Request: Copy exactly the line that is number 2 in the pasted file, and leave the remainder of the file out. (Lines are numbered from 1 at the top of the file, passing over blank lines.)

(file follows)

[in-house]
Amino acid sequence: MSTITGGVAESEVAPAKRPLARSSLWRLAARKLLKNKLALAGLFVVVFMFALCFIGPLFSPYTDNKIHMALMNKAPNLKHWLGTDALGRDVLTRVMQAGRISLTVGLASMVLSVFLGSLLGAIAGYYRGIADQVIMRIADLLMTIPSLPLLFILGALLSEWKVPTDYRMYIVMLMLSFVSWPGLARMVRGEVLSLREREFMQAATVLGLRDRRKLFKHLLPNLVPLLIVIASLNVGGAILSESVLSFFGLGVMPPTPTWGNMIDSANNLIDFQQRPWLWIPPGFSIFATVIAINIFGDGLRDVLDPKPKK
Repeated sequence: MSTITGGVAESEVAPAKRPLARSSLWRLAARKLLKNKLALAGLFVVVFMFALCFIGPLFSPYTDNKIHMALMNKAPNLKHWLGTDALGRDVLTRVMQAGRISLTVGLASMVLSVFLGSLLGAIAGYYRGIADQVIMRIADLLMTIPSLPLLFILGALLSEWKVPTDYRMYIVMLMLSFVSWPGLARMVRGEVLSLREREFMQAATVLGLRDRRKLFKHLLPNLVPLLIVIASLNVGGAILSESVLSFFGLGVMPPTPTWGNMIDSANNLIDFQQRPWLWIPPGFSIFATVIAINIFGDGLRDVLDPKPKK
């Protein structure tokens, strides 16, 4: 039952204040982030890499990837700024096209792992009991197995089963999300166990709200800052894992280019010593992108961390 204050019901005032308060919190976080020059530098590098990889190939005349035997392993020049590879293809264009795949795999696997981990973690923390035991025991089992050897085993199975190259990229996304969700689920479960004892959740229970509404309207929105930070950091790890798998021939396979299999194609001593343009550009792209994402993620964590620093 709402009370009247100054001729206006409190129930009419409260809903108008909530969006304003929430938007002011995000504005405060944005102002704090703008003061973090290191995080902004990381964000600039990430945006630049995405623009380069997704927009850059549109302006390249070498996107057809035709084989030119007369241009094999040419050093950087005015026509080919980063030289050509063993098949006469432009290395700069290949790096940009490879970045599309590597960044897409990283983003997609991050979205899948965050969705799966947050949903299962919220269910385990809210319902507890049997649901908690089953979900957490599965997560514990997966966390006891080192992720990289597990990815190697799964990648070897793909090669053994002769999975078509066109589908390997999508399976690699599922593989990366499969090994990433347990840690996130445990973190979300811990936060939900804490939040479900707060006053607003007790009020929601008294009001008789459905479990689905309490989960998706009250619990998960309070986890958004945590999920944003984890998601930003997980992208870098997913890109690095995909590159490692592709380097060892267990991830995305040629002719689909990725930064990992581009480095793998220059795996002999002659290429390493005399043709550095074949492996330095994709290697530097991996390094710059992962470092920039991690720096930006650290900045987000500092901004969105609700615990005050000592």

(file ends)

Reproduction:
Amino acid sequence: MSTITGGVAESEVAPAKRPLARSSLWRLAARKLLKNKLALAGLFVVVFMFALCFIGPLFSPYTDNKIHMALMNKAPNLKHWLGTDALGRDVLTRVMQAGRISLTVGLASMVLSVFLGSLLGAIAGYYRGIADQVIMRIADLLMTIPSLPLLFILGALLSEWKVPTDYRMYIVMLMLSFVSWPGLARMVRGEVLSLREREFMQAATVLGLRDRRKLFKHLLPNLVPLLIVIASLNVGGAILSESVLSFFGLGVMPPTPTWGNMIDSANNLIDFQQRPWLWIPPGFSIFATVIAINIFGDGLRDVLDPKPKK